post #18 of 19

Had a similar problem

I made some cookies with Splenda for my diabetic grandmother and I think I may know what your problem was.

I noticed when I was creaming the butter that it never really went anywhere. The problem is, instead of sugar that stays granular for a while, the splenda dissolved almost immediately. In a recipe that is mixed like that (creaming sugar and butter) the little sugar granules catch air as it is mixing, incorporating them into the batter. Those little air pockets expand when you put the item into the oven due to gas produced by your baking powder, steam from the water in the butter being released, and the fact that hot air is bigger than cold. Eventually, the protiens in the eggs and flour set up enough to hold this inflated state, giving you your nice spongy cake texture.
No air incoporated, no rising.
Erik

"Health nuts are going to feel stupid one day, lying in the hospital dying of nothing"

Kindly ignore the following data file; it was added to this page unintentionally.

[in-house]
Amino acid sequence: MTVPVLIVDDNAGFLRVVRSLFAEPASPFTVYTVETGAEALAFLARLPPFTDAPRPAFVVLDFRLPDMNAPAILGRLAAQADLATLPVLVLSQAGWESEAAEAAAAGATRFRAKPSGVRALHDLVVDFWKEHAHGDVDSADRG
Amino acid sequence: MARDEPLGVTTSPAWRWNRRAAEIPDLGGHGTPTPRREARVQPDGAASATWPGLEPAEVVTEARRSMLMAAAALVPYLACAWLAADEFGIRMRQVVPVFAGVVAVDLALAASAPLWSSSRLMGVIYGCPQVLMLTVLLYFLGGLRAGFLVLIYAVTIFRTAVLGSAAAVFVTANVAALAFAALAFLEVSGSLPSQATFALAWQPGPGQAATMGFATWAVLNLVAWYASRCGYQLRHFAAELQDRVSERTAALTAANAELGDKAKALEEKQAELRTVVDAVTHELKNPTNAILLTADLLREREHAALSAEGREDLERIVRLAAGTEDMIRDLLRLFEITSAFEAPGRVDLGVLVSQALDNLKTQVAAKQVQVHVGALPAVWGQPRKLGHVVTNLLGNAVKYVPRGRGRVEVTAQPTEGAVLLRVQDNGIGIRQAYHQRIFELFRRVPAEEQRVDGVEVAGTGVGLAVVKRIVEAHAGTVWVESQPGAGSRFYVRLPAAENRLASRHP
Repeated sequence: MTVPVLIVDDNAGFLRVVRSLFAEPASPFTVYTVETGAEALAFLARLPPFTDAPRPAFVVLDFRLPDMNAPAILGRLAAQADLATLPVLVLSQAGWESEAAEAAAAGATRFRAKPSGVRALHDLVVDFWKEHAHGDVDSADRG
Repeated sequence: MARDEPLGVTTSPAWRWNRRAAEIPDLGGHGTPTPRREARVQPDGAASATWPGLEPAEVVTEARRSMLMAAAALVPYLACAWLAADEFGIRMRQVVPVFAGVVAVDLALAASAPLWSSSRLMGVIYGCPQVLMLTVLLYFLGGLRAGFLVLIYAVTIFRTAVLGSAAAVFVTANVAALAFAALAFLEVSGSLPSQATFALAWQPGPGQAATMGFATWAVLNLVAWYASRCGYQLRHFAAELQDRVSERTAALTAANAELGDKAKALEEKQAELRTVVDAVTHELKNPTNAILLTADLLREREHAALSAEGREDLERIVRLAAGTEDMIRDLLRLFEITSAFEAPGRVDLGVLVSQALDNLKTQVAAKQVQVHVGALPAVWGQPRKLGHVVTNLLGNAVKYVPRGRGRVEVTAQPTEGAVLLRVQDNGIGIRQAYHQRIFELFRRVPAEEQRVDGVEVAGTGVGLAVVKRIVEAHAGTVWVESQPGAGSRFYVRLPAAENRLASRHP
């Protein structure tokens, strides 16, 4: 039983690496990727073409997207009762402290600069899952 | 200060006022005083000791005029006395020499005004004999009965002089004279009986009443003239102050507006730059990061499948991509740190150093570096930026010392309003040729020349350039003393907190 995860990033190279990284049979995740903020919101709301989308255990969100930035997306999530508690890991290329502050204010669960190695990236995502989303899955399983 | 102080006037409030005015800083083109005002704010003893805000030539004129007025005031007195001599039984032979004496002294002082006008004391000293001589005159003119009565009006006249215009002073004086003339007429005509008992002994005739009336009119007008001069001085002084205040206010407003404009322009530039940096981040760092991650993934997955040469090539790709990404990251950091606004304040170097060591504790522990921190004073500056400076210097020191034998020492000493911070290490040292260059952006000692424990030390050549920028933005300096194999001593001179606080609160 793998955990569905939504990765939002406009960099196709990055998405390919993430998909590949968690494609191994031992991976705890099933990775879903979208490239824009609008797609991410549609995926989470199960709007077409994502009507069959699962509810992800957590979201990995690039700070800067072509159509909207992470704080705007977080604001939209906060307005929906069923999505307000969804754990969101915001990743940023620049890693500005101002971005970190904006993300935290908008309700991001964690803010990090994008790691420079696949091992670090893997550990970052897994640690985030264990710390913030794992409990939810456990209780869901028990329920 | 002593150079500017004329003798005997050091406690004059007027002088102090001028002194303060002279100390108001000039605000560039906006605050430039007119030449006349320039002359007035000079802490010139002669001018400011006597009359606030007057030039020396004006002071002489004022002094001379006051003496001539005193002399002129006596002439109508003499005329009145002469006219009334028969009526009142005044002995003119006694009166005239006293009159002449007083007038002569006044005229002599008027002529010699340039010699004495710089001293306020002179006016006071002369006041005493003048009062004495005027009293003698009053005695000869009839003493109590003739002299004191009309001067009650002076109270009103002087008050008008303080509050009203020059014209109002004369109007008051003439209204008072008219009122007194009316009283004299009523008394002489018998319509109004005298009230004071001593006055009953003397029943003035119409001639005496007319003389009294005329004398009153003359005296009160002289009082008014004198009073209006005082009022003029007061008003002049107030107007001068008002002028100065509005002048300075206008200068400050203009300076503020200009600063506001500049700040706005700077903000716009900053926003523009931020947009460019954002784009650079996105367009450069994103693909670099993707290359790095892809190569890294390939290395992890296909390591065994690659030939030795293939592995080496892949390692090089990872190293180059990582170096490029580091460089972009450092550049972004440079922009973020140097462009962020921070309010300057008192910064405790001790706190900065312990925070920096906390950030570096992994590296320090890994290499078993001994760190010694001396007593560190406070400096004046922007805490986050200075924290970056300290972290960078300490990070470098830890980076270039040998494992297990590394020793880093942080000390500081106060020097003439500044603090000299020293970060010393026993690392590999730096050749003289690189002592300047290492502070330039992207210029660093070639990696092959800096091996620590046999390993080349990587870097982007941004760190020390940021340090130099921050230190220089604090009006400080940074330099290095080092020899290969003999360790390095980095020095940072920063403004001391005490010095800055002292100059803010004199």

-Redd Foxx
Reply
Erik

"Health nuts are going to feel stupid one day, lying in the hospital dying of nothing"
-Redd Foxx
Reply
post #19 of 19

Is this a hot milk sponge cake? (M)

Sounds like a hot milk sponge cake recipe I've used before, doubled. If I remember correctly, the eggs and sugar are supposed to be beaten till the ribbon stage, before adding the flour, then the warmed milk and butter. The splenda may not work right with the eggs to get to this stage. Does it reach a thick ribbon? Although adding the milk/butter deflates the batter and makes it quite thin, somehow this cake works. (There's also leavening in it, but it's usually pretty light and fluffy.) I'd try maybe beating the egg mixture longer and then just folding the other ingredients in.
New Posts  All Forums:Forum Nav:
  Return Home
  Back to Forum: Pastries & Baking